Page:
Noyac Service Station Owner Prepares To Close Doors


In stark contrast to the typically pristine conditions of modern garages, the Noyac Service Station sports the wear and tear from decades of tune-ups and oil changes. It also boasts several trinkets—a still-purring 1965 Buick eyesore left for years by a customer, and an ancient metal fan drowned out by WLNG classics—to tie it all together.The service station perhaps more closely resembles a time capsule, hearkening back to the days of the Bridgehampton Race Circuit and $1-a-gallon gas.

Considering the occasion during a visit on Friday was the recent decision by longtime owner William Everett, 61, to heed the wishes of his doctors and retire his tools, the jokes about bringing in the “American Pickers” television crew to raid the shop’s contents weren’t so much jokes.

Mr. Everett, much like his shop and tools, sees himself as old-school, even stubborn.

For example, instead of using a high-powered hydraulic jack, Mr. Everett still utilizes “the pit,” a deep walkway carved into the cement floor that allows a mechanic to stand under his metal canvas.

And years ago, when the lettering atop his building was stripped off by a storm, “I never bothered to put it back up. All of my customers knew me by then anyway,” he shared matter-of-factly.

After all, the Everett family’s deep roots at 2953 Noyac Road date back to long before his watch over the shop began.

Mr. Everett’s grandfather once ran a gas station and small repair shop on the property and, after his death, Mr. Everett’s father, also named William, started from scratch and constructed the current building in 1946. The elder William even raised his family in an adjacent house before dying in 1985 and leaving the shop to his son.

“This place is so old, some of the old-timers still around here tell me my grandfather would sit outside under the tree drinking iced tea and holding his shotgun,” Mr. Everett said, a smile creeping across his face despite the bittersweet tone of his stories. “If he liked you, he’d pump your gas. If not, he’d just wave you along with that shotgun.

“Then when my dad owned the place, he did a lot of marine repairs in the summer,” he continued. “He’d figure out the tools, lay them out for me when I was like 12 or 13, and I’d take the engine apart for him. I was hooked. I started to tinker with my bicycle on Friday nights here with my friends.”

And when the talk turned to the glory days of the shop—Mr. Everett estimates that he worked on about 1,000 cars a year starting in 1972—his gears shift nimbly from nostalgia to longing.

“In the 1970s and 1980s, it was a blast rebuilding carburetors and engines. To hear an engine purr afterward—oh man, you get real proud, real quick. It was such a rush,” the mechanic continued. “We used to have car clubs full of Corvettes and Ferraris funneling through here from the Bridgehampton [Race Circuit]. It was awesome.

“So much has changed, though, with both the economy and the car parts,” he continued. “I used to have people asking for the works when they come in. Now everyone wants a phone call to approve every drop of oil.”

He also lamented the other ways in which the business has changed in recent years.

“I spend thousands a year to constantly update these automated diagnostic tools now, and, 70 percent of the time, that check engine light is a loose gas cap,” Mr. Everett said. “It’s all computers and specialty parts.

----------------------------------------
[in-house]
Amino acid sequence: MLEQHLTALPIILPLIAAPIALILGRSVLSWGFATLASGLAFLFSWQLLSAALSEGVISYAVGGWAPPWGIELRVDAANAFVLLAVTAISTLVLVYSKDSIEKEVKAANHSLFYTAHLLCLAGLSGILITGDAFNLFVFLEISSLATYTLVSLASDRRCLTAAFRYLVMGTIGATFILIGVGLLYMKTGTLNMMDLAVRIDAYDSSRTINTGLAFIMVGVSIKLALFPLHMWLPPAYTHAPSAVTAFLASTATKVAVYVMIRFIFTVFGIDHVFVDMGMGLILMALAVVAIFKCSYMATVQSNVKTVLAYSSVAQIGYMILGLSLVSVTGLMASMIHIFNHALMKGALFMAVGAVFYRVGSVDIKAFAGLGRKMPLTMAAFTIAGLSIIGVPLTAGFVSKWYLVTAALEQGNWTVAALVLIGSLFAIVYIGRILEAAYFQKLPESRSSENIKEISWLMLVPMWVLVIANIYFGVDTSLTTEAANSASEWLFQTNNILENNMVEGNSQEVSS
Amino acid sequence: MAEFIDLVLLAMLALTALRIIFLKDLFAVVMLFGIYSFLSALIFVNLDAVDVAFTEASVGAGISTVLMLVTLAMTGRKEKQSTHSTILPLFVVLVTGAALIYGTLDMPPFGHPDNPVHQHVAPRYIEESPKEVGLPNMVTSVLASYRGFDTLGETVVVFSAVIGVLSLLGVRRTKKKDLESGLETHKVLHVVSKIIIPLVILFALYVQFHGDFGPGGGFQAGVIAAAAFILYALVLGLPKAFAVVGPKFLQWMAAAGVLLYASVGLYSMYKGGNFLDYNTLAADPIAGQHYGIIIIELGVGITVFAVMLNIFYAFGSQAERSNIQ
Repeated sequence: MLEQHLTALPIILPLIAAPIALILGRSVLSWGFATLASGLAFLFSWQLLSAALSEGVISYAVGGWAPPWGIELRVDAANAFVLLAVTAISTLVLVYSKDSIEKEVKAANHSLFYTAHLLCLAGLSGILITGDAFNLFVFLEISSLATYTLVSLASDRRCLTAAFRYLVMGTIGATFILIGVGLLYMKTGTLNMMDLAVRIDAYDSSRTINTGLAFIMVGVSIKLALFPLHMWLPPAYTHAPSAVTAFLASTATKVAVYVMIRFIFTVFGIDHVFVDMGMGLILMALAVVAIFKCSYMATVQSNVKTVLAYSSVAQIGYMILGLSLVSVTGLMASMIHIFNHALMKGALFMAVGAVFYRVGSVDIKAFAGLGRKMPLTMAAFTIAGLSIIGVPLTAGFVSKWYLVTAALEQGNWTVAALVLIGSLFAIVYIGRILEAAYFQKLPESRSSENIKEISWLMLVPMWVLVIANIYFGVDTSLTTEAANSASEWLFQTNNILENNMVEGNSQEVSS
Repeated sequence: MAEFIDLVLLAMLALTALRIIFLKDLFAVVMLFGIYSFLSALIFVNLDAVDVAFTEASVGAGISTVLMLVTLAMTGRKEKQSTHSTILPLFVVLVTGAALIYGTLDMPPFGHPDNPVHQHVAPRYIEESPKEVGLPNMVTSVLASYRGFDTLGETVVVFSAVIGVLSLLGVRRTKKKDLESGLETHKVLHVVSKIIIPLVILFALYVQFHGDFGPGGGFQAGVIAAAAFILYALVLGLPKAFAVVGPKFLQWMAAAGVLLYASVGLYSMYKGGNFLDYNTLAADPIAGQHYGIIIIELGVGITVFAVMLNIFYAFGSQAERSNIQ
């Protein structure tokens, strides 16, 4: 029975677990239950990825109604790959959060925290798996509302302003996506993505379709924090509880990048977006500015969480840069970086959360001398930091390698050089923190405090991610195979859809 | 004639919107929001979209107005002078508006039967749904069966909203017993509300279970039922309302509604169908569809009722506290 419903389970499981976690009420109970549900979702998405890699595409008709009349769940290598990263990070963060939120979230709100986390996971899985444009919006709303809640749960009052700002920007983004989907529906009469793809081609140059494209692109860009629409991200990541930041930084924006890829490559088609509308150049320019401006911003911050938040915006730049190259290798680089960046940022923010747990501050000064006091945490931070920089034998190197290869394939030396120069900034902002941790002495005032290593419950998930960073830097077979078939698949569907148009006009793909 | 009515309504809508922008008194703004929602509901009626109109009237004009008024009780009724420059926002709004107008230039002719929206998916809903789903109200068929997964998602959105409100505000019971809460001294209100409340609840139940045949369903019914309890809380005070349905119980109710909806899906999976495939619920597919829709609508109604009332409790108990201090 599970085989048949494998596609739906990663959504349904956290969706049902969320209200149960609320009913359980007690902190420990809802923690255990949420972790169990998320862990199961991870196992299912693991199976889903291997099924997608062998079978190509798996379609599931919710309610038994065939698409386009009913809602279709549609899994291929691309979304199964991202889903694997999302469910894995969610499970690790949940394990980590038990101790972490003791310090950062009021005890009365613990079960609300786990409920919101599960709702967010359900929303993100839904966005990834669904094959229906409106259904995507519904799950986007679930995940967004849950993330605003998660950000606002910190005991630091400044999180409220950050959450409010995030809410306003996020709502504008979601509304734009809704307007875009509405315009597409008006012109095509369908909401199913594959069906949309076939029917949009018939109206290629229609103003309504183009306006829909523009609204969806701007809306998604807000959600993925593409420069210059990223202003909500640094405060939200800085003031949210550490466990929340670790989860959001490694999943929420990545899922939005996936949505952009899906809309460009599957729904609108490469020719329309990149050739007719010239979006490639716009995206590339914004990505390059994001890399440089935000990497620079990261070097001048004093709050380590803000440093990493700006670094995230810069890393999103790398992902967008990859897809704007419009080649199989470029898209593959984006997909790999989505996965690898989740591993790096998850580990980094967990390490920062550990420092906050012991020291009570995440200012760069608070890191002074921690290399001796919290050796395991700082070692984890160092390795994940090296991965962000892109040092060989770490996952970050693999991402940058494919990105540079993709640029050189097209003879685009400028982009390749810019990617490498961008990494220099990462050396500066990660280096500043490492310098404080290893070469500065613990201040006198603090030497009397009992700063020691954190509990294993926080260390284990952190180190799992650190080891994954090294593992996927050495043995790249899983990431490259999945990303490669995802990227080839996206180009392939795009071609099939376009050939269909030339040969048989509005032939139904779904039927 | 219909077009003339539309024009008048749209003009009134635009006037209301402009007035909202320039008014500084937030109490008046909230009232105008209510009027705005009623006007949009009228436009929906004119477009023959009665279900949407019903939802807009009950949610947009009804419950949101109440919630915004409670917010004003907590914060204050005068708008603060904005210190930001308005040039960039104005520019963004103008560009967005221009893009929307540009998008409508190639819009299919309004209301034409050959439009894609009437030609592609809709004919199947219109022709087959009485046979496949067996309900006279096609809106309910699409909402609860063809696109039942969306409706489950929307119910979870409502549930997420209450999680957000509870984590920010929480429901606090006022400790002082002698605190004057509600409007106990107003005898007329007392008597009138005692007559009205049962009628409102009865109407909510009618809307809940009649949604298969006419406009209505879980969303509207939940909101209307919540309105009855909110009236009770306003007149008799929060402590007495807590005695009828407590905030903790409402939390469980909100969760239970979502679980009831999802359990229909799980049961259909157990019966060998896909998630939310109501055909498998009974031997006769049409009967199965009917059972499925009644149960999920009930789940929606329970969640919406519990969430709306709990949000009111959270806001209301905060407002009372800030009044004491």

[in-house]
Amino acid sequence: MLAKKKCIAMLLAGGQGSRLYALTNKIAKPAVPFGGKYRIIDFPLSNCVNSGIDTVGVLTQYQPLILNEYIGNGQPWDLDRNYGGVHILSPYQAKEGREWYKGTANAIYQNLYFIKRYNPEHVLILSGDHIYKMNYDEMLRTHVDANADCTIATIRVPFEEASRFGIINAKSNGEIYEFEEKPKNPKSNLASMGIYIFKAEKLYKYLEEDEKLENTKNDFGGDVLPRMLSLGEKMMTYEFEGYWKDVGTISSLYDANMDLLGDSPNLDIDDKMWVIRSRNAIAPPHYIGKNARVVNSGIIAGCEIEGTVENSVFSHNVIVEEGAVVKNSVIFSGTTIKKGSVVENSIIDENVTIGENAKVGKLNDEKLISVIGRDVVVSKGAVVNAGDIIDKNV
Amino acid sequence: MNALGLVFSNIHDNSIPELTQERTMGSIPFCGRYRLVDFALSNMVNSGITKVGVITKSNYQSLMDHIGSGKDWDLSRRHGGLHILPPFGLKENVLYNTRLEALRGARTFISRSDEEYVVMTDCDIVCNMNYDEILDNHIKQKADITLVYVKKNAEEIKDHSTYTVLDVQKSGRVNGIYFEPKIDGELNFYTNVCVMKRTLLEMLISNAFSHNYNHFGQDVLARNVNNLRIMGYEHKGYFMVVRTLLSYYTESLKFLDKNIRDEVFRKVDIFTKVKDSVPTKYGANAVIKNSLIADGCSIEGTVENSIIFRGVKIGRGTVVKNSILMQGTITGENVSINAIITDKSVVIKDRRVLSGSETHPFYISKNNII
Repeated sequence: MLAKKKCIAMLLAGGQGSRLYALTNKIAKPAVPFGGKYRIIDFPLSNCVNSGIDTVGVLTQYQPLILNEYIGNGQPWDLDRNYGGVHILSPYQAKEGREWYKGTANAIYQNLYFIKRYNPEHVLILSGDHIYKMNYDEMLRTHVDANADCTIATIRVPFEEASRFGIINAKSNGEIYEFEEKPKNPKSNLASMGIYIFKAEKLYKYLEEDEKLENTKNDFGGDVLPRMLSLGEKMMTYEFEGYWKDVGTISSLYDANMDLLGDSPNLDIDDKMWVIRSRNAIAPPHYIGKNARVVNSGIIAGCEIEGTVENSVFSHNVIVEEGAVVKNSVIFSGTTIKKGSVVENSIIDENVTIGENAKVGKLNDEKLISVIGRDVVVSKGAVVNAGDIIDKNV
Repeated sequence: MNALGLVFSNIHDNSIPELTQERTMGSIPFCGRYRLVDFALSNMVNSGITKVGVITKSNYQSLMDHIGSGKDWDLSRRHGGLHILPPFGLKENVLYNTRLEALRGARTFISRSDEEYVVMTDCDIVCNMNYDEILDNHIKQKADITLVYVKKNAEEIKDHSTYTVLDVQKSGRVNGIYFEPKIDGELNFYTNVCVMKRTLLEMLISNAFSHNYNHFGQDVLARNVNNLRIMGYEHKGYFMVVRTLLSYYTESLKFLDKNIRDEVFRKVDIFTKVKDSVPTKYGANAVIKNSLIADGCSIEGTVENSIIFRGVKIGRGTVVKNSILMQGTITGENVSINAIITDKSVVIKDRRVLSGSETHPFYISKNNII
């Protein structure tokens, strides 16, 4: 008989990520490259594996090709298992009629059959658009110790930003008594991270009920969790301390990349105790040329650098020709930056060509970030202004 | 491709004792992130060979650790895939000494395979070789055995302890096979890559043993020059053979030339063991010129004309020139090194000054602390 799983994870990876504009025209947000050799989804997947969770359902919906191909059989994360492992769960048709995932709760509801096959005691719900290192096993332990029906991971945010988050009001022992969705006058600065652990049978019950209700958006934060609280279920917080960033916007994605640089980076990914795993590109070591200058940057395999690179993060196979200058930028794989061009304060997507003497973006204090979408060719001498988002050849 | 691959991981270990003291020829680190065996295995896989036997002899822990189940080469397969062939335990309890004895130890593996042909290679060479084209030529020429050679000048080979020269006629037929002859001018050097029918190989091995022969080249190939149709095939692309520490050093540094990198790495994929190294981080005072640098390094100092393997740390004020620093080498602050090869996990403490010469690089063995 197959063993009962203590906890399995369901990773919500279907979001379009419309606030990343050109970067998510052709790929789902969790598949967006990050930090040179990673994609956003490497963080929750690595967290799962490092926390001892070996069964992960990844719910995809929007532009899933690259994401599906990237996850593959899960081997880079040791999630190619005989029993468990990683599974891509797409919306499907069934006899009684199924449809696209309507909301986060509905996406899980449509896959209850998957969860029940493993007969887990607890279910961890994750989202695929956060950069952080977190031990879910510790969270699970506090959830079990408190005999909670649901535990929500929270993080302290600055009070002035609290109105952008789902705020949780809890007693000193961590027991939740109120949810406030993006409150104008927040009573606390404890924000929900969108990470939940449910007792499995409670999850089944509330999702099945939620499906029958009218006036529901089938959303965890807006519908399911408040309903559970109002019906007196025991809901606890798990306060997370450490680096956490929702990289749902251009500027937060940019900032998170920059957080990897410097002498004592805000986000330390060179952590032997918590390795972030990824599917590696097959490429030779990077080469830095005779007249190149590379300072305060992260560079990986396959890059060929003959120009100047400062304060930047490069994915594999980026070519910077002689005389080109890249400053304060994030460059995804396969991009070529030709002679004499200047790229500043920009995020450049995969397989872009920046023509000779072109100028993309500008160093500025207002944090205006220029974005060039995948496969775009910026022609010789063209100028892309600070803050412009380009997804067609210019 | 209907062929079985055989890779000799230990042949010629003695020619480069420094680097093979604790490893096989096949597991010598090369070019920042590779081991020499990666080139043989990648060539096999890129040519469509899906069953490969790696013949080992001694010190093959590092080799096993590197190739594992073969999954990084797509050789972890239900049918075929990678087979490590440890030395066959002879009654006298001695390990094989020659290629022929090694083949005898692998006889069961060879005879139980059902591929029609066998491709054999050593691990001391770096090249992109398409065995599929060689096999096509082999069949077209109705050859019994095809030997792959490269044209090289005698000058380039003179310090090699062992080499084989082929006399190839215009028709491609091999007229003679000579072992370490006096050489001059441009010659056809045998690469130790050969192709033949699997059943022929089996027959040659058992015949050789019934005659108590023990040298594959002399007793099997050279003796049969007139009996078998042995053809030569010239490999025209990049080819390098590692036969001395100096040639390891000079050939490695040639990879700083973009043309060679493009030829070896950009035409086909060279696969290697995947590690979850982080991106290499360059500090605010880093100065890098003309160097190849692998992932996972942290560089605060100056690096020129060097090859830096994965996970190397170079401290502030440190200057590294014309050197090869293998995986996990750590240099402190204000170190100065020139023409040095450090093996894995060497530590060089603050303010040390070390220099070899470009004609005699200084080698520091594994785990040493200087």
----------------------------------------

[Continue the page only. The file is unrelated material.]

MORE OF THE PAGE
“Today, I don’t know what to say,” he added. “There is nothing enjoyable anymore in cars. Some things are easy to do, less of a headache than other things, but nothing is worthwhile.”

But despite his lack of enthusiasm for auto repairs these days, Mr. Everett insists that sole focus makes things easier than when he had to also worry about selling Texaco gas as well, which he did up until 1990. “When Suffolk County changed the regulations for below-ground fuel tanks, it was going to cost me $350,000 to replace my tanks. I went to my bank and they laughed at me,” Mr. Everett recalled. “I don’t miss the gas business, believe me. It was robbing Peter to pay Paul.”

Regardless, the daily mental grind of the job isn’t forcing Mr. Everett to sell his business to a plumbing and heating company—the physical toll on his legs is. He would not divulge the name of the would-be buyer, nor when the sale would be finalized.

When asked if his leg pain is anything in particular, possibly arthritis of the knees or hips, Mr. Everett simply offers: “It’s called working on cold concrete floors for this long.” He added: “The doctor said expensive tests aren’t even worth it. ‘You’ve gotta get off your feet.’ The joints have just progressively been getting worse. It used to be the end of the day, like 5 or 6, that my legs would really hurt. Now, around noon, sometimes I have to sit down.”

What does the not-quite-old-enough-to-retire owner plan to do with his newfound free time?

“I’m not sure, it really hasn’t sunk in yet. I’m going to have to find something to do before I retire, maybe do some work around the house,” he said, pointing out the window toward the house he shares with his wife, Debbie, just down the road from the shop and his childhood home. “I’ve been working on cars six days a week for 40-something years now.”

Mr. Everett later admitted that even with his soon-to-be new freedom, he feels at home with tools in his hands and might work on an old fixer-upper that he bought years ago.

“A longtime summer customer used to stop in with a Ford Mustang Shelby. I fell in love with that car,” Mr. Everett said, again smiling. “With that in mind, I bought a Mustang frame and engine years ago, and put it in my basement. I’ve been waiting on striking it rich to fix it up, but now …”

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